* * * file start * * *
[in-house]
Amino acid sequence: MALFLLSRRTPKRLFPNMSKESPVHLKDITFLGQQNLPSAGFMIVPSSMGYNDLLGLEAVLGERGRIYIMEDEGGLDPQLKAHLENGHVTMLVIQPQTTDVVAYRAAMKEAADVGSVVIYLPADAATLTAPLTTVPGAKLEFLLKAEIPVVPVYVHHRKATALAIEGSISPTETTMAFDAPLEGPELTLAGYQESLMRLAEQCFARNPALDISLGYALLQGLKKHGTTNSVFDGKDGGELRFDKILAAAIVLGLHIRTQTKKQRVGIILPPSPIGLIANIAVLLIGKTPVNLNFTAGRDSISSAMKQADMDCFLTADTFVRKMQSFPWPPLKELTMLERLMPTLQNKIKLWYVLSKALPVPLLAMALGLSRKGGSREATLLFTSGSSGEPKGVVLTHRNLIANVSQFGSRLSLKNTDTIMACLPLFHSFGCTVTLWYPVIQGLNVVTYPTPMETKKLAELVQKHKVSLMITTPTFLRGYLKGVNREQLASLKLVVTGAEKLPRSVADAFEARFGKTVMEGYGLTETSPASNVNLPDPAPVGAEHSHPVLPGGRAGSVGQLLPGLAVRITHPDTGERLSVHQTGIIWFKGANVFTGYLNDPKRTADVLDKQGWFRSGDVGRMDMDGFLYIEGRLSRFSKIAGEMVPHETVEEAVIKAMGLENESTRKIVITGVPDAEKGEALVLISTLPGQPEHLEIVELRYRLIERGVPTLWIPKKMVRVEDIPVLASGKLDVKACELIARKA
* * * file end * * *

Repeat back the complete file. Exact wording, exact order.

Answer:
[in-house]
Amino acid sequence: MALFLLSRRTPKRLFPNMSKESPVHLKDITFLGQQNLPSAGFMIVPSSMGYNDLLGLEAVLGERGRIYIMEDEGGLDPQLKAHLENGHVTMLVIQPQTTDVVAYRAAMKEAADVGSVVIYLPADAATLTAPLTTVPGAKLEFLLKAEIPVVPVYVHHRKATALAIEGSISPTETTMAFDAPLEGPELTLAGYQESLMRLAEQCFARNPALDISLGYALLQGLKKHGTTNSVFDGKDGGELRFDKILAAAIVLGLHIRTQTKKQRVGIILPPSPIGLIANIAVLLIGKTPVNLNFTAGRDSISSAMKQADMDCFLTADTFVRKMQSFPWPPLKELTMLERLMPTLQNKIKLWYVLSKALPVPLLAMALGLSRKGGSREATLLFTSGSSGEPKGVVLTHRNLIANVSQFGSRLSLKNTDTIMACLPLFHSFGCTVTLWYPVIQGLNVVTYPTPMETKKLAELVQKHKVSLMITTPTFLRGYLKGVNREQLASLKLVVTGAEKLPRSVADAFEARFGKTVMEGYGLTETSPASNVNLPDPAPVGAEHSHPVLPGGRAGSVGQLLPGLAVRITHPDTGERLSVHQTGIIWFKGANVFTGYLNDPKRTADVLDKQGWFRSGDVGRMDMDGFLYIEGRLSRFSKIAGEMVPHETVEEAVIKAMGLENESTRKIVITGVPDAEKGEALVLISTLPGQPEHLEIVELRYRLIERGVPTLWIPKKMVRVEDIPVLASGKLDVKACELIARKA